Alternative Dietary Strategies for Digestive Illness

Here are some ideas for you to try during and after digestive illness, instead of following the BRAT diet:

    Take probiotics or eat probiotic-rich yogurt: Certain probiotics can help reduce diarrhea, including Lactobacillus reuteri, Lactobacillus GG and Saccharomyces boulardii (15, 16, 17, 18).
    Take prebiotic fiber: Prebiotic fiber feeds healthy gut bacteria. In one study, diarrhea resolved significantly faster in children and adults given prebiotics, compared to those given a placebo (19, 20).
    Begin a regular diet within 24 hours of illness, as tolerated: Foods rich in protein, vitamins and minerals provide nutrition needed for proper recovery. Add small amounts of meat, fish, eggs, yogurt and cooked vegetables first.
    Avoid foods that worsen diarrhea: These include milk, sugar, fried foods, spicy foods and caffeinated beverages. You can add them back into your diet gradually after a few days.
    Include BRAT foods: Including bananas and rice as part of a balanced diet may help firm up loose stools. Bananas can also help replenish potassium lost in vomiting and diarrhea.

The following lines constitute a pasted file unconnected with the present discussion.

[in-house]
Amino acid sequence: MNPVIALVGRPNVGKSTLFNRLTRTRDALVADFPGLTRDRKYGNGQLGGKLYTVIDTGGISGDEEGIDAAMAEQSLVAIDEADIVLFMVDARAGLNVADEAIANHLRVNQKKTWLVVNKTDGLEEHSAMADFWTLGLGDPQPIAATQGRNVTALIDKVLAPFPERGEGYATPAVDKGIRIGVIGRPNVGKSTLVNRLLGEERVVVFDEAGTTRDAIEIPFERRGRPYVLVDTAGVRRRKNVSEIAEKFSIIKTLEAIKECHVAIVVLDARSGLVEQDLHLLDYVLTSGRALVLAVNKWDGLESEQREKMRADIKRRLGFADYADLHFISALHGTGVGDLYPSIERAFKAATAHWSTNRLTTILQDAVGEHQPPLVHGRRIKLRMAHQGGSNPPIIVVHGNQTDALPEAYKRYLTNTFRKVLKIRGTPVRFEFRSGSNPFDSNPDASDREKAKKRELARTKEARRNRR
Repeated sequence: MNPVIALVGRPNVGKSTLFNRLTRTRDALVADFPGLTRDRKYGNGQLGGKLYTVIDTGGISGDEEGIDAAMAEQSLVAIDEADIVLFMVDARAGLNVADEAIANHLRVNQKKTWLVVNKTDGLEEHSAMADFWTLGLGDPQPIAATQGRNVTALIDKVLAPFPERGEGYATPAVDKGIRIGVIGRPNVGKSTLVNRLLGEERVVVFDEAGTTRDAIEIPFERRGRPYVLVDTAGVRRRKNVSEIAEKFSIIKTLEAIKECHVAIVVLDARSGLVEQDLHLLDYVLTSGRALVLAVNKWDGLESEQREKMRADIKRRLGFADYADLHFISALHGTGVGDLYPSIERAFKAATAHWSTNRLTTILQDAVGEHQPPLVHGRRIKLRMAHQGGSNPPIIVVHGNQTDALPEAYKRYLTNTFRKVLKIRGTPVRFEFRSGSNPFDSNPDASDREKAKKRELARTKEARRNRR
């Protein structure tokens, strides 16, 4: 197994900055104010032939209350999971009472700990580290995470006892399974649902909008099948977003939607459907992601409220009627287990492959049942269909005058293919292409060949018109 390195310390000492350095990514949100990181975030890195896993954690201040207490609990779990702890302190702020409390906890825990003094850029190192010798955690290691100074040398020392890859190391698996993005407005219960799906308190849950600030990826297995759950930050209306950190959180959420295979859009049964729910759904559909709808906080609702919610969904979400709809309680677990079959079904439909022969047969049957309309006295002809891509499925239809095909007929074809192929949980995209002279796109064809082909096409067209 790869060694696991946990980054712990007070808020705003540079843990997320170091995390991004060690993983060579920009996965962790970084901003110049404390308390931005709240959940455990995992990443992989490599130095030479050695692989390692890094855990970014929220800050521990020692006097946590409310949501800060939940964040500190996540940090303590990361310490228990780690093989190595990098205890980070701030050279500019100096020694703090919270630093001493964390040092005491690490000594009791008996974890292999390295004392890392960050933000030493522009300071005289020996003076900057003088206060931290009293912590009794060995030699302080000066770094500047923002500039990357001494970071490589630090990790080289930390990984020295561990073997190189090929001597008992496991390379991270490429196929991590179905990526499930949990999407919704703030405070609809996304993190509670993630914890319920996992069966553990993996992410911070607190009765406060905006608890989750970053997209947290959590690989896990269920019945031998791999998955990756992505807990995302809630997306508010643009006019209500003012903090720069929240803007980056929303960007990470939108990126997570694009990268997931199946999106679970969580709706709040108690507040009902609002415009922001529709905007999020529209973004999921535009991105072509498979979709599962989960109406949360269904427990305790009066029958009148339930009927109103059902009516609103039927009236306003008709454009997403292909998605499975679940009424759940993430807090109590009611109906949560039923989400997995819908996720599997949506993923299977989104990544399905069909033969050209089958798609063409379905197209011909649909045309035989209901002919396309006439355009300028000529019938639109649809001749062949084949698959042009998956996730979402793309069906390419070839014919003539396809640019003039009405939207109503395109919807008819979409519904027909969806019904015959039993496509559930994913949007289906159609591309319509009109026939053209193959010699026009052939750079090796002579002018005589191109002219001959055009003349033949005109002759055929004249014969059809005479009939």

Drink electrolyte-rich fluids: Bone broth, chicken broth or beef broth are good options to replace water and electrolytes. For children, oral rehydration solutions like Pedialyte are recommended (21).

    Bottom Line: Taking probiotics and prebiotics, consuming a balanced diet and rehydrating can help promote recovery from intestinal illness.


Wednesday, December 28, 2016

Mysterious illness tied to marijuana use on the rise in states with legal weed

"The first question he asked was if I was taking hot showers to find relief. When he asked me that question, I basically fell into tears because I knew he had an answer," Crowder said.

The answer was cannabinoid hyperemesis syndrome, or CHS. It's caused by heavy, long-term use of various forms of marijuana. For unclear reasons, the nausea and vomiting are relieved by hot showers or baths.

"They'll often present to the emergency department three, four, five different times before we can sort this out," said Dr. Kennon Heard, an emergency room physician in Aurora, Colorado.